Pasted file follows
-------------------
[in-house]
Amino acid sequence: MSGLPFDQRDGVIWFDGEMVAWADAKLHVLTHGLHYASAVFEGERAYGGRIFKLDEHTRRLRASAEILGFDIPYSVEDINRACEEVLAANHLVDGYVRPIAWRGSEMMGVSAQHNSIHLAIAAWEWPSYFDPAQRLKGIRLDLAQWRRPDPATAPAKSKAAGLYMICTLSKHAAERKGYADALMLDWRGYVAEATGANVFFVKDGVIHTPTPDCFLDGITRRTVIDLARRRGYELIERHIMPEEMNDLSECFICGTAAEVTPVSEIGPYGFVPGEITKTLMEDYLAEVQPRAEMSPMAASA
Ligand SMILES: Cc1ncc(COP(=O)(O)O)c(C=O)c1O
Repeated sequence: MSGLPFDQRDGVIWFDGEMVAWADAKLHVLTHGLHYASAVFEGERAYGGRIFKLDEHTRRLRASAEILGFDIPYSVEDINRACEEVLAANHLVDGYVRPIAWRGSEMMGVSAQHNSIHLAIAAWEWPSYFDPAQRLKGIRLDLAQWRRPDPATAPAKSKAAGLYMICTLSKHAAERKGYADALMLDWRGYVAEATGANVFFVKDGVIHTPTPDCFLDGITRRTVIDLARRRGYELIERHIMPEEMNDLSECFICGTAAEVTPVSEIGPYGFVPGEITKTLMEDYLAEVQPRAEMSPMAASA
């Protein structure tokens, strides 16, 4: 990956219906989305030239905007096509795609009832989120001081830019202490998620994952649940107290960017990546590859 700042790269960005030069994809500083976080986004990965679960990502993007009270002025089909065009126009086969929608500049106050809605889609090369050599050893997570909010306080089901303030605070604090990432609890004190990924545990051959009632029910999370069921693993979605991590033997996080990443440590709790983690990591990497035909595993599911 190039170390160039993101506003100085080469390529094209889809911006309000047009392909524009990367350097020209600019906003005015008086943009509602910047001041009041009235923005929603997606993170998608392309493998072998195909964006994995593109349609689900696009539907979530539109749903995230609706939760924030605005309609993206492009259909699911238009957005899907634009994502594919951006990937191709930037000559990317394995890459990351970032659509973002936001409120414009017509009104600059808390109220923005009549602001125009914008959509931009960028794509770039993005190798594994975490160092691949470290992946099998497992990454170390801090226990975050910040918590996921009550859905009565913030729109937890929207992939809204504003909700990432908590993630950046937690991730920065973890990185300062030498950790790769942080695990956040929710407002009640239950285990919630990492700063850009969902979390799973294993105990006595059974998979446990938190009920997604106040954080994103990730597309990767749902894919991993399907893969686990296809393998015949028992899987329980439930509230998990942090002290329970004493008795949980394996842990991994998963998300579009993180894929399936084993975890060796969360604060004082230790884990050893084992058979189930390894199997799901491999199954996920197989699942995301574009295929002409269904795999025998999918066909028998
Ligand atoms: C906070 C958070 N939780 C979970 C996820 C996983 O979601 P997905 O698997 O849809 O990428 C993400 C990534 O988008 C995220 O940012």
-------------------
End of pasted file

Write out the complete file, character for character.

[in-house]
Amino acid sequence: MSGLPFDQRDGVIWFDGEMVAWADAKLHVLTHGLHYASAVFEGERAYGGRIFKLDEHTRRLRASAEILGFDIPYSVEDINRACEEVLAANHLVDGYVRPIAWRGSEMMGVSAQHNSIHLAIAAWEWPSYFDPAQRLKGIRLDLAQWRRPDPATAPAKSKAAGLYMICTLSKHAAERKGYADALMLDWRGYVAEATGANVFFVKDGVIHTPTPDCFLDGITRRTVIDLARRRGYELIERHIMPEEMNDLSECFICGTAAEVTPVSEIGPYGFVPGEITKTLMEDYLAEVQPRAEMSPMAASA
Ligand SMILES: Cc1ncc(COP(=O)(O)O)c(C=O)c1O
Repeated sequence: MSGLPFDQRDGVIWFDGEMVAWADAKLHVLTHGLHYASAVFEGERAYGGRIFKLDEHTRRLRASAEILGFDIPYSVEDINRACEEVLAANHLVDGYVRPIAWRGSEMMGVSAQHNSIHLAIAAWEWPSYFDPAQRLKGIRLDLAQWRRPDPATAPAKSKAAGLYMICTLSKHAAERKGYADALMLDWRGYVAEATGANVFFVKDGVIHTPTPDCFLDGITRRTVIDLARRRGYELIERHIMPEEMNDLSECFICGTAAEVTPVSEIGPYGFVPGEITKTLMEDYLAEVQPRAEMSPMAASA
């Protein structure tokens, strides 16, 4: 990956219906989305030239905007096509795609009832989120001081830019202490998620994952649940107290960017990546590859 700042790269960005030069994809500083976080986004990965679960990502993007009270002025089909065009126009086969929608500049106050809605889609090369050599050893997570909010306080089901303030605070604090990432609890004190990924545990051959009632029910999370069921693993979605991590033997996080990443440590709790983690990591990497035909595993599911 190039170390160039993101506003100085080469390529094209889809911006309000047009392909524009990367350097020209600019906003005015008086943009509602910047001041009041009235923005929603997606993170998608392309493998072998195909964006994995593109349609689900696009539907979530539109749903995230609706939760924030605005309609993206492009259909699911238009957005899907634009994502594919951006990937191709930037000559990317394995890459990351970032659509973002936001409120414009017509009104600059808390109220923005009549602001125009914008959509931009960028794509770039993005190798594994975490160092691949470290992946099998497992990454170390801090226990975050910040918590996921009550859905009565913030729109937890929207992939809204504003909700990432908590993630950046937690991730920065973890990185300062030498950790790769942080695990956040929710407002009640239950285990919630990492700063850009969902979390799973294993105990006595059974998979446990938190009920997604106040954080994103990730597309990767749902894919991993399907893969686990296809393998015949028992899987329980439930509230998990942090002290329970004493008795949980394996842990991994998963998300579009993180894929399936084993975890060796969360604060004082230790884990050893084992058979189930390894199997799901491999199954996920197989699942995301574009295929002409269904795999025998999918066909028998
Ligand atoms: C906070 C958070 N939780 C979970 C996820 C996983 O979601 P997905 O698997 O849809 O990428 C993400 C990534 O988008 C995220 O940012």